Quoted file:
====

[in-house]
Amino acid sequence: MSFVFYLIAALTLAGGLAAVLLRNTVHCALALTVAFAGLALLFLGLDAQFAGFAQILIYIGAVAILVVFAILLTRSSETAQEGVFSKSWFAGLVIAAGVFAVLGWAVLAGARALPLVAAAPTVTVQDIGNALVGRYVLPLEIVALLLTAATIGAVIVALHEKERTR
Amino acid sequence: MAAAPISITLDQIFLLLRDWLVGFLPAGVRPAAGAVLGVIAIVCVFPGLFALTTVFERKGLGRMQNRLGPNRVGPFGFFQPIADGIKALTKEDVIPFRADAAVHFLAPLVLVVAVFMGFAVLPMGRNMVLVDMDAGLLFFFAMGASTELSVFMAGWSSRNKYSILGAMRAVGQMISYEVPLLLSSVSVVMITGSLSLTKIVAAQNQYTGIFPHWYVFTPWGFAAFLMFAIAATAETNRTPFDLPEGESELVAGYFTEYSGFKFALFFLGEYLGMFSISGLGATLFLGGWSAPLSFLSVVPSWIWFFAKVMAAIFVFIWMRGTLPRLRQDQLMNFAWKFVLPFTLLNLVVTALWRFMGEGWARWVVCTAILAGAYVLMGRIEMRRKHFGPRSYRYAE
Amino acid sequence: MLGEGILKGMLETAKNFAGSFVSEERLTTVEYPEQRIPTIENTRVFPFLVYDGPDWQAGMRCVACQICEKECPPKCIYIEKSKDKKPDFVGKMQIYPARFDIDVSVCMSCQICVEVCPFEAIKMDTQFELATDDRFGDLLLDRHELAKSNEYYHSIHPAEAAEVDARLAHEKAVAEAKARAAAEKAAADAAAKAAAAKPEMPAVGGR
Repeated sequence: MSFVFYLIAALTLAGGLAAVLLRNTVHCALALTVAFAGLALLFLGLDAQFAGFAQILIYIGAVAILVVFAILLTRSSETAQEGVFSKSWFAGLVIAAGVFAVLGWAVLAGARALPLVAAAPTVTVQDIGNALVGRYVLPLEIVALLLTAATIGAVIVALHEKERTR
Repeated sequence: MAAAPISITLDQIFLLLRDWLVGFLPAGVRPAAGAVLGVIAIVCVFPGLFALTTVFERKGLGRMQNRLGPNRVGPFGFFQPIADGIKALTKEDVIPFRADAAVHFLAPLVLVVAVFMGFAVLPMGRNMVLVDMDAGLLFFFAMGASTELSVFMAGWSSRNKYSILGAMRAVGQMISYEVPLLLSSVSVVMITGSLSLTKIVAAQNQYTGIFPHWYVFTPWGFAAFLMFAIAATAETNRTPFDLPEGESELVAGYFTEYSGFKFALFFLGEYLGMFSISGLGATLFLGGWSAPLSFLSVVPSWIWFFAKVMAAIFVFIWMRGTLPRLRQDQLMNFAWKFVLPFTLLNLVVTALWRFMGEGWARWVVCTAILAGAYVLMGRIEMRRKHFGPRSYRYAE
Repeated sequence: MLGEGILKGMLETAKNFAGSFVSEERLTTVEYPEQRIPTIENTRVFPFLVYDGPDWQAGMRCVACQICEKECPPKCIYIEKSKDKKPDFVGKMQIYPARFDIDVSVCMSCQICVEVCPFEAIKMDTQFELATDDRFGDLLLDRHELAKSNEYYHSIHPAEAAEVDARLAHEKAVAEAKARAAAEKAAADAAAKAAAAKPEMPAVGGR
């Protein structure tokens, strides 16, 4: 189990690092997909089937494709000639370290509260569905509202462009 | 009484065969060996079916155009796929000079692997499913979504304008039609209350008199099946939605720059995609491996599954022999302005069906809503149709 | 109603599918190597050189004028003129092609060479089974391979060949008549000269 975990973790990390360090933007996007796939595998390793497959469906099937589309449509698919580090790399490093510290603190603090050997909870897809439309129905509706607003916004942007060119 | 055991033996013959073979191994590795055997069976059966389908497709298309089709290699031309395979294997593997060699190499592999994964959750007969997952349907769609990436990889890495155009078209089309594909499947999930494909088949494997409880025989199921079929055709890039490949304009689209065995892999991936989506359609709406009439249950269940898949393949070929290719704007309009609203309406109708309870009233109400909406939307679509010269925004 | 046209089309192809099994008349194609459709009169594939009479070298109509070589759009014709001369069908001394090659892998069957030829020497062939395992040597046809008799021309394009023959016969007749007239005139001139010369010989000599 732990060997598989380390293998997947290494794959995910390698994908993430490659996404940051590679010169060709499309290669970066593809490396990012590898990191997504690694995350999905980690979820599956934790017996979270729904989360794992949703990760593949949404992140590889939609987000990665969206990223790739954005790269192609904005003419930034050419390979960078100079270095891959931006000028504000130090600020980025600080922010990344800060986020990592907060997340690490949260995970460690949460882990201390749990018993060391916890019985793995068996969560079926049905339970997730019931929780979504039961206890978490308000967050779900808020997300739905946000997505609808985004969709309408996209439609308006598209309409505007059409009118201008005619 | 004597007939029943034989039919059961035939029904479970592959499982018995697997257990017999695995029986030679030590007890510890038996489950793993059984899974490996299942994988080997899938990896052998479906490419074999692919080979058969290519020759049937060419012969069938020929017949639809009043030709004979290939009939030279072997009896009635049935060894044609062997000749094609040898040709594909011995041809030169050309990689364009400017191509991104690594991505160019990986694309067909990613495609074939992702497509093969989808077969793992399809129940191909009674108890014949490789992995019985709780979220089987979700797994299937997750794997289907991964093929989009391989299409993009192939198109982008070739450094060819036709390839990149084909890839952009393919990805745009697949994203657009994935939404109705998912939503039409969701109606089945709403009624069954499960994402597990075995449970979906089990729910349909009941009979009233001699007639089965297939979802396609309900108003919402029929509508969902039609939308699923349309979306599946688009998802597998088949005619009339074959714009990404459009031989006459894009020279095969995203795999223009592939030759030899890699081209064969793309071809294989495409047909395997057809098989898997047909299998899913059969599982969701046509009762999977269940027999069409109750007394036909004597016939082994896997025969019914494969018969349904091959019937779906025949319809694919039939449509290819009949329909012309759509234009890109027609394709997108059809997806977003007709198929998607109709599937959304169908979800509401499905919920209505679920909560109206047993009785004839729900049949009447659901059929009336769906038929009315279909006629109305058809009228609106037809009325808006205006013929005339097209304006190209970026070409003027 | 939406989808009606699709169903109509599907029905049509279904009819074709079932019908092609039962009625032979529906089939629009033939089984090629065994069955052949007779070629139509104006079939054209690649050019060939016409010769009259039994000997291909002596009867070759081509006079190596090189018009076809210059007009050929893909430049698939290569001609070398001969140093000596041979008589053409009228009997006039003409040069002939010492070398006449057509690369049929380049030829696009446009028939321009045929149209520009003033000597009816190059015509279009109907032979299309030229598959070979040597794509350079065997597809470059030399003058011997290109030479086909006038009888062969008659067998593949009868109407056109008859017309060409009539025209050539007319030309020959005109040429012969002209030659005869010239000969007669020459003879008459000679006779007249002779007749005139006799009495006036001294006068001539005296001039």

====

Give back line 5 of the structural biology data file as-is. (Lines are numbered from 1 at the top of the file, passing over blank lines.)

Repeated sequence: MSFVFYLIAALTLAGGLAAVLLRNTVHCALALTVAFAGLALLFLGLDAQFAGFAQILIYIGAVAILVVFAILLTRSSETAQEGVFSKSWFAGLVIAAGVFAVLGWAVLAGARALPLVAAAPTVTVQDIGNALVGRYVLPLEIVALLLTAATIGAVIVALHEKERTR